Don’t worry if 16 is a distant memory, though, as our well-being reaches a high point again later in life. Research conducted by the U.K.-based Resolution Foundation found that happiness levels remain relatively constant after 16, until they fall between the mid-20s and early 50s. They then rise again, peaking in the 70s.
The report also looked at the impact of various economic factors on happiness. Unsurprisingly, home ownership (as opposed to renting), higher income, being employed and good health correlate with greater contentment.
“Well-being matters to all of us, and yet we’ve only recently started to collect serious data on how happy people are with their lives,” said George Bangham, policy analyst at the Resolution Foundation. “This important data shows that there is more to life than a country’s GDP, but that the employment and income trends that lie behind our economy can make a big difference to our well-being too.”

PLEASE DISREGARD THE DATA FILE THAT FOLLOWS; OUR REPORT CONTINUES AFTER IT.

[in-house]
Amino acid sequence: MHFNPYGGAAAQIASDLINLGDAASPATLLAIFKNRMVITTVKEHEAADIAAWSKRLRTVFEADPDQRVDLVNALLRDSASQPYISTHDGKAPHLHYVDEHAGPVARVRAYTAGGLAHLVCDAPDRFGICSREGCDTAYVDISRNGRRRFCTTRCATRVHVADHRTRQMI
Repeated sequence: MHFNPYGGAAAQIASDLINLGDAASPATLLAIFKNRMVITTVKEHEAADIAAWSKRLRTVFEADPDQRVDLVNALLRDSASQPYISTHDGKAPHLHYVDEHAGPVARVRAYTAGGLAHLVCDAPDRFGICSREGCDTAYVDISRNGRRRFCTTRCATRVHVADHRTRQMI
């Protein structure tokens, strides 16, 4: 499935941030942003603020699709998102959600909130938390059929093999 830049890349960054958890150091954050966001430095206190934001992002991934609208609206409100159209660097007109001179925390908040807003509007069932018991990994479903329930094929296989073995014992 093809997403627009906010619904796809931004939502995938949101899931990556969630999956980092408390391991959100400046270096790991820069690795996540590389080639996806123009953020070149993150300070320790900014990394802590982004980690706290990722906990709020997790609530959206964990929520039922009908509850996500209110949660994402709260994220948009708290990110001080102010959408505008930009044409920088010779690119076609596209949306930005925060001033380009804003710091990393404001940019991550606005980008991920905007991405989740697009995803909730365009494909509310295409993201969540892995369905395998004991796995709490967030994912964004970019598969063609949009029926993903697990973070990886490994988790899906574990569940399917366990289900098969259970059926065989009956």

A 2013 study of German adults also looked into the connection between age and happiness, with slightly different results. The researchers found life satisfaction peaks first at age 23 and again at 69.
While such studies indicate that age is no barrier to happiness, a new book featuring older couples shows you can also find romance at any age. Photographer Ari Seth Cohen’s latest title, Advanced Love, published in December, celebrates 40 older couples around the world.
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